Immigrants and Race

Anti-immigrant sentiment goes by a lot of names. Most broadly, people who don’t want the presence of immigrants in the U.S. are accused of “xenophobia,” which is “an unreasonable fear or hatred of foreigners.” On a more localized level, individuals who disapprove of immigrants on the basis that they hurt the U.S. economy are termed “protectionist” and the most extreme opponents of an “open border” are sometimes referred to as “isolationist.”  But at what point does anti-immigrant sentiment become just another pseudonym for plain-old racism?

In a society that strives to seem politically correct, one must feel very secure in one’s company to voice opinions that denigrate a person or group of people solely on the basis of race. I have noticed, however, that the same taboo does not appear to apply to conversations about immigrants (and particularly illegal immigrants), where society seems to assume that “reasonable” minds might differ. Our comparative tolerance of anti-immigrant views has allowed remarks that disparage immigrants to become a convenient cloak for views that would not be tolerated if they were correctly identified as being fueled by racism.

Of course, racism and immigration law are hardly strangers to one another. Our country and countless others have a long history of restricting immigration on the basis of race. The Chinese Exclusion Act of 1882, which barred Chinese immigrants to the United States solely on the basis of race, is one of the most well-documented examples of the formalized exclusion policies that dictated admission at the turn of the twentieth century.

What is new, however, is the fact that the modern-day U.S. explicitly rejects race as a basis on which to talk about immigration, despite the fact that it serves as the bedrock on which so much anti-immigrant sentiment thrives. It may not be acceptable to exclude a racial minority from a restaurant or other public gathering place, but uttering epithets that tell groups of people to “go back to Mexico” or “learn how to speak English” are tolerated to the extent that they ultimately manage to exclude a specific racial group from participating in certain segments of American community. Likewise, when Americans make an exception to our blanket ideology of religious tolerance to objectify and harass Muslim worshippers, we unfairly isolate a specific racial group. In other words, anti-immigrant rhetoric achieves a social and cultural segregation that was previously achieved through overtly racist ideology.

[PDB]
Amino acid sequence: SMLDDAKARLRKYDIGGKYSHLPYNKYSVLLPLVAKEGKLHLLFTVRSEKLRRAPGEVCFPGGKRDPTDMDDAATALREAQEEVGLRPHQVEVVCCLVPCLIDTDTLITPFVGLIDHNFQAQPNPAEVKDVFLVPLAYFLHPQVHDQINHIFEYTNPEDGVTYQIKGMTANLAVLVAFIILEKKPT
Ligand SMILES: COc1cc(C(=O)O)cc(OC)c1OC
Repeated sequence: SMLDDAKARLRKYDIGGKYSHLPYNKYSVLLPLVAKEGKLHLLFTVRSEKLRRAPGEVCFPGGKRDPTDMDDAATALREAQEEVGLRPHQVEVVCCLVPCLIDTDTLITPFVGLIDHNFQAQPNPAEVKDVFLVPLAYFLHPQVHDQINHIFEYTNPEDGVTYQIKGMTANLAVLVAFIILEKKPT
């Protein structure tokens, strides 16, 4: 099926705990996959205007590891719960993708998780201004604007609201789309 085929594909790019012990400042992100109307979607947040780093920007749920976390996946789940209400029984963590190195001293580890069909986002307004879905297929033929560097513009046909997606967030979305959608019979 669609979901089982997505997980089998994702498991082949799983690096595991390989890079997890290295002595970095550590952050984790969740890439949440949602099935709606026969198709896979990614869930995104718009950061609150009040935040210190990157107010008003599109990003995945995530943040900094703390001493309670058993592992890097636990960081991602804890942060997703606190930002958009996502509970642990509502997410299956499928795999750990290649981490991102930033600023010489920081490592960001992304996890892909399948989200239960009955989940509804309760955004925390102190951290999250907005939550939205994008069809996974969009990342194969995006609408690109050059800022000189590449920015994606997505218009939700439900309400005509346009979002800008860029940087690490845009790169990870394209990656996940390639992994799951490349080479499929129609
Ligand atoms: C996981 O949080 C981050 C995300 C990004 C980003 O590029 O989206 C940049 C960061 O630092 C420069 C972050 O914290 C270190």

In using anti-immigrant language to disguise a racist agenda, we are travelling down a slippery slope. I read recently that Denmark is offering immigrants from “non-Western” countries 100,000 Danish Kroners (around US $20,000) if they volunteer to give up their legal residency and return to their country of origin. And Denmark is not the only country adopting such a policy. Sweden, Ireland, Japan, Spain, and the Czech Republic all offer some form of remuneration for certain classes of immigrants who are willing to return to their home country. In Japan, this policy is reserved only for immigrants from Latin American countries. And while I feel ill-equipped to comment on the basis on which these countries have arrived at these policies, I feel a very strong sense of dread at what government- approved anti-immigrant policies may lead to.

Imagine if the United States publically declared a preference for “Western” immigrants above immigrants from any other country! Imagine if our government offered legal U.S. residents that were citizens of African, Asian, Latin American and Middle Eastern countries a sum of money as incentive to leave. Or that our country instituted a policy of religious tolerance to everyone except Muslims. Would we still recognize ourselves as Americans? Could we adopt such policies and still uphold the Constitution?

This past weekend our country celebrated an honored cultural tradition of giving thanks. And I am thankful that we live in a country that rejects principles of racism and white-supremacist ideology. But we will never completely abandon our history of state-endorsed racism until we have entirely rejected the habit of using anti-immigrant rhetoric as an excuse to discriminate against racial groups.